What light has been thrown upon the portent?

What IS "the scarlet letter"?

What does the "A" stand for?

What is revealed when "all is revealed"?

(Back to Jessy's rubrics:)

what is the structure of the book?

What are its tactics?

What instructions does
Hawthorne's "device of multiple choice" give us

to mobilize....




What happens, when you juxtapose the forest and the scaffold?

"What we did had a consecration of its own" (140) with
"when we violated our reverence each for the other's soul" (181)?

Can we achieve some sort of "alchemy" between the two positions?

Should we even try?
What do you make of Pearl's inheritance?
"So Pearl--the elf-child,--the demon offspring...
became the richest heiress of her day" (184).

from e's notes on last Tuesday (re"The Law of the Law of Genre"):...where the narrator refers to his/her children as "fascinating, incorrect nodes in my brain," suggesting that the parent in the poem may be experiencing their children (or successive genres) as errors, or having inherited incorrect parts from the narrator. Looking over this again, I found this line especially interesting given Hester's feelings in the chapter on Pearl, as she begins to fear that the child has inherited all of her negative traits.

What do you make of Hester's return?
"There was a more real life for Hester Prynne, here in, in New England, than in that unknown region where Pearl ahd found a home....She had returned, therefore, and resumed,--of her own free will...the symbol of which we have related so dark a tale" (185).

What do you make of the final gesture
toward "the coming revelation"??
"She assured them that...when the world should have grown ripe for it, in heaven's own time, a new truth would be revealed, in order to establish the whole relation between man and woman on a surer ground of mutual happiness....The angel and apostle of the coming revelation must be a woman...
Let's also (in preparation for turning our attention to blogging)
think (some more) about crowds/their role in our reading--
a topic inspired by Michael Tratner, "Working the Crowd: Movies and Mass Politics"
(Criticism 45, 1, Winter 2003: 53-73):
  • the dominant theory of crowd psychology--Freud's--treats members of a crowd as a mass, each person is lost in a private unconscious dream of loving the leader....psychoanalysis converts the crowd back into a collection of spectators....This makes movie watching rather like dreaming in bed in the dark.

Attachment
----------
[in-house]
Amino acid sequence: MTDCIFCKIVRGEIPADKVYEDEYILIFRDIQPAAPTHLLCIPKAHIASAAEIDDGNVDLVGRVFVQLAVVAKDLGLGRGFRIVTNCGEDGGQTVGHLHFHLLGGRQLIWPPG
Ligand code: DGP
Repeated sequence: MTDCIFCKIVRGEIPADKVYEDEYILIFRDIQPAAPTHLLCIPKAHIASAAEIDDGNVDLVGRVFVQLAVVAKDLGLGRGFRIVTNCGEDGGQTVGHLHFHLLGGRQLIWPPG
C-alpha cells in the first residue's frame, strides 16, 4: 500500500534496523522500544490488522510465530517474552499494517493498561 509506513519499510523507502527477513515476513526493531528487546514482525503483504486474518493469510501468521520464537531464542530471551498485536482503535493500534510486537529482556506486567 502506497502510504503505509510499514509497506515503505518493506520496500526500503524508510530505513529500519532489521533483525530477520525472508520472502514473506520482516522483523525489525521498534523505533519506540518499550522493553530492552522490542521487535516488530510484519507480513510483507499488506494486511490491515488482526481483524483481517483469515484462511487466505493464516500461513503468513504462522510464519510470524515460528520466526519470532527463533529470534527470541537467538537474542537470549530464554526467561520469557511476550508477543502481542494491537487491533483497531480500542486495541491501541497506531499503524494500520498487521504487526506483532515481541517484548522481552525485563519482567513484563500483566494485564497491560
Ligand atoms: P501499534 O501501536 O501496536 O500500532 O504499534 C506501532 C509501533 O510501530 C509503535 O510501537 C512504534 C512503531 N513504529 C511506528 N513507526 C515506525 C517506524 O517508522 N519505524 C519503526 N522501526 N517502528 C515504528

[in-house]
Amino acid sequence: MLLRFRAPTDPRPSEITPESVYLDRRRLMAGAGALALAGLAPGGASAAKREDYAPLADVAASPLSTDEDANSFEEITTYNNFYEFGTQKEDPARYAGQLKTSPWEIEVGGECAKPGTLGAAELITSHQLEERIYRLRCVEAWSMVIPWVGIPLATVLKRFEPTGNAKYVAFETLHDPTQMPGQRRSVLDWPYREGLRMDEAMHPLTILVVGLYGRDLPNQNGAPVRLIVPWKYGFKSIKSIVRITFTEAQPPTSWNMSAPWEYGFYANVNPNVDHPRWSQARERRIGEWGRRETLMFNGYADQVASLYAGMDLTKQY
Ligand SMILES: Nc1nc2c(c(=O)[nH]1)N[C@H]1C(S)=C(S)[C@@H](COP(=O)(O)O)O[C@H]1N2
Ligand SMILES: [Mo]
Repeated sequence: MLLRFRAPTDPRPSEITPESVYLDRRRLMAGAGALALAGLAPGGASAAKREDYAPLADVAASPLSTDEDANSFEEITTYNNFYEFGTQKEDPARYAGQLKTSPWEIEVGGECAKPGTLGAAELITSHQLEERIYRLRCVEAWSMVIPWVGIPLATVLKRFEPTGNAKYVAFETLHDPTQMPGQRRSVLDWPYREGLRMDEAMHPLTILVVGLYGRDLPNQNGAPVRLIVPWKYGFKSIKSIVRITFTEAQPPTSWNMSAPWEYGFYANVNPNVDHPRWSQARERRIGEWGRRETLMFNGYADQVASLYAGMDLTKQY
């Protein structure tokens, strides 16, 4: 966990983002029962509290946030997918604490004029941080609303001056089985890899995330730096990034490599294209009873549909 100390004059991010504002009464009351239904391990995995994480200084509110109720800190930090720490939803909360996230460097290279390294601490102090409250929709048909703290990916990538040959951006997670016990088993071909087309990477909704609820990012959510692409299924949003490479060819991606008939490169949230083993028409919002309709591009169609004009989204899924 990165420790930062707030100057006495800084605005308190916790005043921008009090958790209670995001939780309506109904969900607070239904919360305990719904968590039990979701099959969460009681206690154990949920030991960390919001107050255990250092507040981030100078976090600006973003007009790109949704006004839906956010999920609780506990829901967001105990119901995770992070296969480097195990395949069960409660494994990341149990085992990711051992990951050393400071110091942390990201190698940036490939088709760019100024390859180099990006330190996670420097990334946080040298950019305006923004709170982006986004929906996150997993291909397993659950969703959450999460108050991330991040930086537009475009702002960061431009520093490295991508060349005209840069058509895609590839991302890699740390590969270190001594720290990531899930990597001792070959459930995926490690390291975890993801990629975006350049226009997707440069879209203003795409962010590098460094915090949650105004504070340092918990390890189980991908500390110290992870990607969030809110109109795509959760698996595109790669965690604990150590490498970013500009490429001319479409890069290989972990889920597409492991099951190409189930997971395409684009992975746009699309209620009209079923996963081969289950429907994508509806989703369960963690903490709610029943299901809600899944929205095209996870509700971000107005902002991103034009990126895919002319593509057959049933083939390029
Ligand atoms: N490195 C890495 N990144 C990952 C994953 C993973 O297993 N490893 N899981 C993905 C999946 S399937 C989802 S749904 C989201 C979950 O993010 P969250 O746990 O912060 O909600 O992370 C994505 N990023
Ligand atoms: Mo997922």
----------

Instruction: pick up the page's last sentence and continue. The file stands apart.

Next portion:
• Cf. the Motion Picture Production Code of 1930 ("the Hayes Code"): "The grandeur of mass meetings, large action, spectacular features, etc. affects and arouses more intensely the emotional side of the audience"....the Hayes Code uses the power of social influence to provide a common morality for everyone....Private life is...constructed by public life.
  • cf. John Stuart Mill, "On Liberty" (1859): written to counter a "social tyranny...of prevailing opinion and feeling...he fears the destruction of individuality (i.e. long before movies, people worried about ideological effects!)
In The Scarlet Letter:
...the Old World, with its crowds and cities, offered them a more eligible shelter and concealment than the wilds of New England, or all America, with its...few settlements (153)

...the crowd was in a tumult. The men of rank and dignity...were so taken by surprise, and so perplexed as to the purport of what they saw...that they remained silent and inactive spectators....they beheld the minister...approach the scaffold, and ascend its steps...Old Roger Chillingworth followed..."there was no one place so secret...where thou couldst have escaped me, --save on this very scaffold" (179).

As a member of the crowd: what is your role?
(your feelings, your thoughts?)
What have you understood?

So: what WAS this all about???

Of what is "the scarlet letter" a symbol? A type?